Sowing Seeds of STEM Skills in Western Nebraska
By David Steel, Executive Vice President of Corporate Affairs, Samsung Electronics America
Last month I had the opportunity to visit Gering, Nebraska in the state’s Western Panhandle. Population: just over 8,000.
I first learned about this small Midwestern town in 2016, when a teacher and small group of students from Gering High School submitted their plans for a drone-powered, precision crop sprayer to the annual Samsung Solve for Tomorrow contest, which asks students in 6th – 12th grades to solve a challenge in their community using science, technology, engineering and math (STEM).
My colleagues and I immediately knew Justin Reinmuth and his students were onto something big. What we didn’t know at the time is Justin and his team of seven had planted a seed in the community that would grow legions of STEM-enthusiastic students, eyeing career paths in engineering, software development and the medical sciences. Their journey also created something less tangible and more lasting – the kind of goodwill and positive impact that can transform a community from within.
In the past three years, Gering High School has become the winningest school – out of 20,000 entries — in the decade-old Solve for Tomorrow competition. From their grand-prize-winning idea three years ago to building a water filter for washing machines to prevent microplastics from entering water sources in 2018 and their upgraded automatic wheelchair innovation in 2019, Gering High School students have virtually become a think tank for innovation and built a world-class STEM curriculum for future generations in the process.
The school now offers a variety of STEM classes to more than 140 students interested in learning these critical skills, became the first class-B school in Nebraska to offer a complete STEM career pathway and was awarded a $103,000 grant by the Nebraska governor for implementing a STEM curriculum in the Jr. High School. Just last year they also finished in the top 5 for the Presidential Award for Excellence in Math and Science.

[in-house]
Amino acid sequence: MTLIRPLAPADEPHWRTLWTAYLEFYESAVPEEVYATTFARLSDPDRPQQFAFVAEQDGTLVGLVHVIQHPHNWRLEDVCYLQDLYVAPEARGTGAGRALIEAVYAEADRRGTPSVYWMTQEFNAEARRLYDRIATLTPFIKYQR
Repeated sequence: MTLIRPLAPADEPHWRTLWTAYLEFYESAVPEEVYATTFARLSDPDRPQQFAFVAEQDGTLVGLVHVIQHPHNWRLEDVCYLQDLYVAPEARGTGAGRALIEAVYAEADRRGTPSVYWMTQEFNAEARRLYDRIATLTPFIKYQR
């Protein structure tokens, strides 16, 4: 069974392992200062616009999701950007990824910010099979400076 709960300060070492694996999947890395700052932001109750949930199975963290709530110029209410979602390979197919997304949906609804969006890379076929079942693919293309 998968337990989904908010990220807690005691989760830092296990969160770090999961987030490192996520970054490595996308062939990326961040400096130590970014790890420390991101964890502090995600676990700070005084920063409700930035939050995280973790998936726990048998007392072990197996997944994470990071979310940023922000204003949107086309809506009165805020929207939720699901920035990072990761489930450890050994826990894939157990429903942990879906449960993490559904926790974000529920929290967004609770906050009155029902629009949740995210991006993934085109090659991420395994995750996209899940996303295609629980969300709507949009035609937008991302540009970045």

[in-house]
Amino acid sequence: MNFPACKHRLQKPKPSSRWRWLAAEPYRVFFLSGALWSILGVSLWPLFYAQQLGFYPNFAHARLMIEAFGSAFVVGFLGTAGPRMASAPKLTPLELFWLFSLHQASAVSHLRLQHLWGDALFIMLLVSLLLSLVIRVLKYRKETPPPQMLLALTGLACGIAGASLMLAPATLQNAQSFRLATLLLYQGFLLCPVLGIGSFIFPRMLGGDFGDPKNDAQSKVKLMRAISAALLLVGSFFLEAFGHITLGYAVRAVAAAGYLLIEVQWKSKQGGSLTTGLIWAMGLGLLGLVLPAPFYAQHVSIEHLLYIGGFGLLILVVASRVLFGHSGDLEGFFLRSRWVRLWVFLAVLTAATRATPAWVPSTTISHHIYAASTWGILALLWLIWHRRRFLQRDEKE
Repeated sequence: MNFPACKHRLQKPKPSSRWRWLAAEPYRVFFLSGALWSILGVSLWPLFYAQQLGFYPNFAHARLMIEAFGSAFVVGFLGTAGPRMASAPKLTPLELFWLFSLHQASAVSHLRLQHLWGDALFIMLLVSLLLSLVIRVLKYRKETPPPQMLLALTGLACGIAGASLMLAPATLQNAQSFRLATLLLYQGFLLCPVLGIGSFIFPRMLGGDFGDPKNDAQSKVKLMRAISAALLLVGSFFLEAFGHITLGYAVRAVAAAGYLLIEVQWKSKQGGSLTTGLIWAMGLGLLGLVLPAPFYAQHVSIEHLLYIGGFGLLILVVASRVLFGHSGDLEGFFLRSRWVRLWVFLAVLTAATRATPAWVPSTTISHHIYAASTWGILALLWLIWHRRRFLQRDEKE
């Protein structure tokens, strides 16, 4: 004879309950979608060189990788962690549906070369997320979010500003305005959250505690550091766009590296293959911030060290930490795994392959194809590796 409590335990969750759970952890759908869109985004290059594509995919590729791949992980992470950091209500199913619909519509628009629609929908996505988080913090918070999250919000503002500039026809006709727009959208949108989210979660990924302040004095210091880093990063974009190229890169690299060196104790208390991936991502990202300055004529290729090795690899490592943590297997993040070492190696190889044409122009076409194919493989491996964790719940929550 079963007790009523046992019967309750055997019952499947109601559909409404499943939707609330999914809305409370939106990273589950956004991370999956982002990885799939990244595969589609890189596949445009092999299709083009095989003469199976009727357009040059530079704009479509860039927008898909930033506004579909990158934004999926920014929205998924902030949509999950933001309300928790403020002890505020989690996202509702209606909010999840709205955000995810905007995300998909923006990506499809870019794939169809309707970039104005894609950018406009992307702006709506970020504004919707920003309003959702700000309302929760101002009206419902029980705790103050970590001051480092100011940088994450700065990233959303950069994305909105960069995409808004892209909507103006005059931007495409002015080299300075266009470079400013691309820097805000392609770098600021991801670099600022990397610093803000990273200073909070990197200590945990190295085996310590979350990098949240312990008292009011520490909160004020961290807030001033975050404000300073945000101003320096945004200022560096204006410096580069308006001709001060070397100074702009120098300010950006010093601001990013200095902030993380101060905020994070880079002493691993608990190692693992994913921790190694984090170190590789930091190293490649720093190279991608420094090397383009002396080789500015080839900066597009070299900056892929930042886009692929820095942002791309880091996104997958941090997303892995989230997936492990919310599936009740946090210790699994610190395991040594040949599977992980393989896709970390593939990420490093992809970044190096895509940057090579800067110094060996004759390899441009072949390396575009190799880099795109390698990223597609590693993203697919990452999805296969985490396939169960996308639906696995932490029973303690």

During my visit, Justin told me perhaps one of the most enduring legacies of all the school’s accomplishments around STEM education in recent years is a STEM scholarship fund established in partnership with the University of Nebraska, using some of the Solve for Tomorrow money awarded in 2017.
But look past the recognition, the $220,000 in Samsung technology and classroom materials and the top-notch curriculum, and you will also see the enthusiastic support, throughout the community, for Justin’s and his colleagues’ efforts to provide what superintendent Bob Hastings calls “big opportunity” for the students in Gering Public Schools. Administrators, Gering Mayor Tony Kaufman, U.S. Congressman Adrian Smith (also a Gering High School alumnus) and many more members of the community were on hand during my visit to join a rally in celebration of the students’ accomplishments in the Samsung Solve for Tomorrow program.
My visit to Gering showed me first-hand that what we set out to do 10 years ago with the simple idea that fuels success in Solve for Tomorrow — motivating students to apply STEM skills to tackle real problems in their local communities — has helped make learning come alive for so many through teamwork, collaboration, structuring projects, civic engagement and sparking critical thinking.
At Samsung, we can only be as successful as the communities around us. It’s a responsibility we take very seriously. Through our products and our commitment to corporate citizenship and community outreach, we’re proud and humbled to play even one small part in enabling education of future generations in Gering, Nebraska and beyond.